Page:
Coach Per Mårts’ young Swedish team is aiming for gold this year. The team has been pegged as the most talented one in years and there are star players on all positions.
Set in net
Sweden had strong goaltending on paper last year with Sabres prospect Jhonas Enroth. This year, the goaltending situation is just as good, or even better. Florida’s second rounder from the most recent NHL Entry Draft, Jacob Markström, will be in place between the pipes. Markström must be on top of his game for Sweden to win the gold medal. The tall goaltender is known for his mental strength and overall skill, but will have to do better than in his most recent important international tournament, which was the U18 World Junior Championship in April this year.
Mark Owuya will be backing Markström up. Owuya, who became quite known after applying to Sweden’s version of American Idol under the artist name of “Mark in da Park”, has this season proved that he is able to focus on more things than his career as a rapper. Owuya has been very solid with Almtuna, playing senior hockey in the second best league in Sweden.
Sweden’s defensive line-up is very talented this year with three potential, and perhaps even likely, firstround picks in the 2009 NHL Entry Draft. Eyes will be on stud defenseman Victor Hedman, but defensemen David Rundblad and Tim Erixon, both property of SEL team Skellefteå, will also be closely monitored by the scouts.
Many gifted offensive defensemen
The key player defensively will, however, without any doubt be Hedman. Last year he was voted into the All-Star team and it is pretty likely we will find him there again. His season in the SEL has been strong, averaging about 20 minutes of ice time and playing alongside former NHL defenseman Mattias Timander on MODO’s top line. He has taken another step offensively in the SEL, now allowing himself to join the rush more often and releasing his heavy shot more frequently from the blue line.
Although Hedman is the most gifted defenseman overall on the team, the most dangerous offensively is Ottawa Senators first rounder Erik Karlsson. A much smaller defenseman at 5’11, he is blessed with excellent hockey sense and offensive abilities. Karlsson will be central for Sweden’s power play and likely put up a good number of points on the boards. As always, Karlsson tends to be overdo things defensively and at this level defensive blunders could hurt the team severely.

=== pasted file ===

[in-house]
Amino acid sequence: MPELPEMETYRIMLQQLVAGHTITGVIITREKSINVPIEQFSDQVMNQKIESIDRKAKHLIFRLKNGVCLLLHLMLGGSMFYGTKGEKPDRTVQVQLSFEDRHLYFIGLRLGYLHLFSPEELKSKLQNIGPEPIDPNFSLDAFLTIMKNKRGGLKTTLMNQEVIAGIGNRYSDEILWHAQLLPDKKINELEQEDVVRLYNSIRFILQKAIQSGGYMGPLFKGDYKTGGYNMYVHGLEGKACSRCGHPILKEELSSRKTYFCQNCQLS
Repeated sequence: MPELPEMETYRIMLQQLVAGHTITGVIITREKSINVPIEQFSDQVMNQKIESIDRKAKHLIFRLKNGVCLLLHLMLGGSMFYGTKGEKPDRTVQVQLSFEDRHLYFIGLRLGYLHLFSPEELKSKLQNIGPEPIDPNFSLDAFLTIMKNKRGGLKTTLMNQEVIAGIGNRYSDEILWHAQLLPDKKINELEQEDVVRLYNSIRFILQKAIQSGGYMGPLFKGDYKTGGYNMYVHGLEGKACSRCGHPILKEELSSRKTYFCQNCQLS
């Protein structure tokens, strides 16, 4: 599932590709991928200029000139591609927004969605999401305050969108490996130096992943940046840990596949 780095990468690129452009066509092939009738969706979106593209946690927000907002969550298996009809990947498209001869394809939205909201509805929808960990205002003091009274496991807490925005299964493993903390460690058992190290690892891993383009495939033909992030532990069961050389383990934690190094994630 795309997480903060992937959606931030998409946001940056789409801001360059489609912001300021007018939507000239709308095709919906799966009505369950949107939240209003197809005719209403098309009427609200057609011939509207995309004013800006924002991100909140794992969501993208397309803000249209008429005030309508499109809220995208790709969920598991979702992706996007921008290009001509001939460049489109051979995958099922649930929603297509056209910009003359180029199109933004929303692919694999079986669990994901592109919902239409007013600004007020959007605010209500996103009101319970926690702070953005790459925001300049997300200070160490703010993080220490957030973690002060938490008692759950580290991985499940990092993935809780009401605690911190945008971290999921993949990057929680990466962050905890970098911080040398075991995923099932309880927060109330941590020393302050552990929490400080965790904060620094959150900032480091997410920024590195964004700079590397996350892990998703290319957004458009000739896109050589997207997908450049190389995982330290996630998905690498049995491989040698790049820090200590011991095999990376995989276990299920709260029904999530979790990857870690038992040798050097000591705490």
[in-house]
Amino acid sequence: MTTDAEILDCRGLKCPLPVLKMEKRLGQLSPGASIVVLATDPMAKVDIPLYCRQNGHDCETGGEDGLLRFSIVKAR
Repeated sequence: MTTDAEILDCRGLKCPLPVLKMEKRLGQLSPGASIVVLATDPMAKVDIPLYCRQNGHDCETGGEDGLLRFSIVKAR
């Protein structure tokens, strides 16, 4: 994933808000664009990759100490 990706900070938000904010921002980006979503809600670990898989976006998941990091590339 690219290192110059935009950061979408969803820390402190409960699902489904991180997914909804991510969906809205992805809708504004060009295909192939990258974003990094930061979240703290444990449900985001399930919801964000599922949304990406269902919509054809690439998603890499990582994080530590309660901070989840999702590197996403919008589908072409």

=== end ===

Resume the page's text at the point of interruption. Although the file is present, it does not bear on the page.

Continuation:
The previously mentioned duo Rundblad and Erixon are both underagers and offensive-minded defenseman. They are mobile, have good size and hockey sense. Defensively there is room for improvement for both. An older and more defensive minded player is bruising defenseman Nichlas Torp. Torp, who is Montreal property, is the only really physical defenseman on the team. He has a mean streak, plays aggressively and has decent timing in his hits.
Rounding out the defensive line-up we have the two 89-born undrafted defensemen Sebastian Erixon and Viktor Ekbom. Erixon who is playing regularly at elite league level nearly made the team last year, while Ekbom has been a positive surprise representing Oskarshamn in the Swedish second tier league.
Backlund and Möller provide offense
Offensively, Sweden’s team should be pretty much as skilled as last year’s, if not better. Flames prospect Mikael Backlund is returning and should once again be a key player. In last year’s tournament he scored a couple of big goals and Backlund is at his best when it matters the most. Even more interesting, perhaps, is regular NHLer Oscar Möller who is joining Sweden for this tournament. Möller’s self confidence should be really good and he is expected to contribute offensively as well as defensively. Scoring ability will also be provided by prospects like Mattias Tedenby and Magnus Pääjäri-Svensson. Both are similar in the regard that their speed is their greatest asset and they have also the technical and scoring ability to go. Also, they will keep the opposing defensemen on their toes with their intensity in the offensive zone, while they have both been known to not be able to play with the same determination defensively.